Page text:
But a book launch should be a cause for celebration not a wake and there is much to celebrate in this book.

As Ian Grant says Papers Past has enabled researchers to read on-line many of the newspapers from days gone by. As the author says in this book:

I make no apology for the frequent use of extracts from newspapers-as well as providing critical information, they evoke the attitudes and flavour of the times and add colour with their command of language reflecting an often passionate commitment to the communities they served and their unbridled assault on the people and policies they opposed.

This technique tells a strong story of a developing colonial society that was in many respects more vibrant and more interesting that our present condition on these islands. There was an energy and vigour on display that we do not now match.

My favourite example is the Nelson Examiner and New Zealand Chronicle, one of the earliest and most distinguished of the early newspapers dealt with in this book. I want to look briefly at one important contribution the Examiner made to New Zealand’s constitutional history based on my own research. (3)

What this example illustrates is how vital and important fair and accurate reports of political discourse were in early colonial New Zealand. Free people trying to achieve a measure of self-government needed to have a newspaper.

Cover of book Lasting Impressions
Cover of Lasting Impressions — The story of New Zealand's newspapers, 1840-1920 published by Fraser Books in association with the Alexander Turnbull Library. Image from Ian F. Grant.

The early Nelsonians were keen constitutional reformers and agitators. There were Chartists among them.They were unhappy with Governor-Grey.They wanted self-government and they wanted it now.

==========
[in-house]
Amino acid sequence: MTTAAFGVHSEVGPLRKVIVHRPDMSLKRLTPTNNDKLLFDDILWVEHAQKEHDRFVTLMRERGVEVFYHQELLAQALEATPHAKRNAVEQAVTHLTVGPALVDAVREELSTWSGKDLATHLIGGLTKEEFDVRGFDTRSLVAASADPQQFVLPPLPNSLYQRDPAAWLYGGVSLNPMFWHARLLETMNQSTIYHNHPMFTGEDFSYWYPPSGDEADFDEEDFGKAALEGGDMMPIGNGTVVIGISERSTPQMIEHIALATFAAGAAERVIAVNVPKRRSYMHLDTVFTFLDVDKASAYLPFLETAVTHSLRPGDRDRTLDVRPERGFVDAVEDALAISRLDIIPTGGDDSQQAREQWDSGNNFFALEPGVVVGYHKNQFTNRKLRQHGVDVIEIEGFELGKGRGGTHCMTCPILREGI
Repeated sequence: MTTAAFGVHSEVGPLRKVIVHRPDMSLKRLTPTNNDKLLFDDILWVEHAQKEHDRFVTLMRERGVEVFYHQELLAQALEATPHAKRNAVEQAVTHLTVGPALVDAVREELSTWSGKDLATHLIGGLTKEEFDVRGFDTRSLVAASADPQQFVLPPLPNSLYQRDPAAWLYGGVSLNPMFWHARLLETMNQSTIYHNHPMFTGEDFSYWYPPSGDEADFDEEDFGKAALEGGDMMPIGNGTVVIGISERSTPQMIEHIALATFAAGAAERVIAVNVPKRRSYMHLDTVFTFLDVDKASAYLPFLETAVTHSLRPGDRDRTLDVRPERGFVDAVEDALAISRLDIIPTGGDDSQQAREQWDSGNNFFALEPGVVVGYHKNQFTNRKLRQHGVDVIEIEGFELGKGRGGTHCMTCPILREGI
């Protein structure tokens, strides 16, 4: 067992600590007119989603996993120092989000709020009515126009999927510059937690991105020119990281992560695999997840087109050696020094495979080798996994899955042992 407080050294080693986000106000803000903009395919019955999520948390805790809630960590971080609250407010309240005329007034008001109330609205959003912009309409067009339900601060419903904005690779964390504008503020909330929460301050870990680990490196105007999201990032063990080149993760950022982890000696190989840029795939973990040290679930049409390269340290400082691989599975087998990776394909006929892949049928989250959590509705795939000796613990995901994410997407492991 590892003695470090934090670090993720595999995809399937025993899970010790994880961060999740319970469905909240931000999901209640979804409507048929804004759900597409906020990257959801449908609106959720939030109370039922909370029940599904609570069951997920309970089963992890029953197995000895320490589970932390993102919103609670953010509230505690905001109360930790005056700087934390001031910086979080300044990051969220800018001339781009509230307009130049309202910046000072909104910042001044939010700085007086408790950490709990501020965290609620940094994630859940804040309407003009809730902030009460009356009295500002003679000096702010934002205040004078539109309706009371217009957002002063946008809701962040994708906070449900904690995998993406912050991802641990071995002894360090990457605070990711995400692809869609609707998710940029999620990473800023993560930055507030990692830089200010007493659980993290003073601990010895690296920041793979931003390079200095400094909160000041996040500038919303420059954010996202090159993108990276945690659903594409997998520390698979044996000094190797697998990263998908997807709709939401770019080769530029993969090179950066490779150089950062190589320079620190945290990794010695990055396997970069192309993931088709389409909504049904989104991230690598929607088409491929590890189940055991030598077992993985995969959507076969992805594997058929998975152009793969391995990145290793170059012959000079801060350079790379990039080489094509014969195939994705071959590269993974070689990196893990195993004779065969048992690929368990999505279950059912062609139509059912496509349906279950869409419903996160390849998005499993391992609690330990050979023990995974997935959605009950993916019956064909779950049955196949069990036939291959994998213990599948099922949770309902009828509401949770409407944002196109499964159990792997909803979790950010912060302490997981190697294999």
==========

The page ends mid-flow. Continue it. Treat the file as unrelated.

The ‘Great Public Meeting’, as it was characterised by The Nelson Examiner and New Zealand Chronicle, was held in Nelson on 27 December 1850. Nelsonians conducted the meeting at Albion Square, in Bridge Street next to the Queen’s Garden. The then court room was too small and the meeting had to be moved to a large booth erected for the school examinations.

The Nelson Examiner which came out once a week suspended publication for a week in order to bring out a full report in a double issue, which appeared on 11 January 1851. The report is exceedingly long and detailed, it reports at length what was said by all the speakers.

Nothing like the meeting had ever before been seen in Nelson. The great preponderance of opinion at the meeting favoured the taking of radical constitutional steps.

The meeting began at noon and “terminated between one and two o’clock in the morning ... with only a short interval of an hour for refreshment.” It was attended, so the newspaper reported, by “at least four hundred persons, who were present some time during the discussions.”

This must have constituted a considerable portion of the adult population of the Nelson settlement at that time. Including the town of Nelson and the large rural districts there were 3,495 Europeans and 1,408 Maori there in December 1849. One could not get 400 people to such a meeting in Nelson now as they did in 1850, nor anywhere else in New Zealand.

The lengthiest debate was on the secret ballot. Voting in England at this time for those few who could vote was by show of hands, and conservatives thought that to have a secret ballot was un-English. But the secret ballot carried three or four to one at the meeting.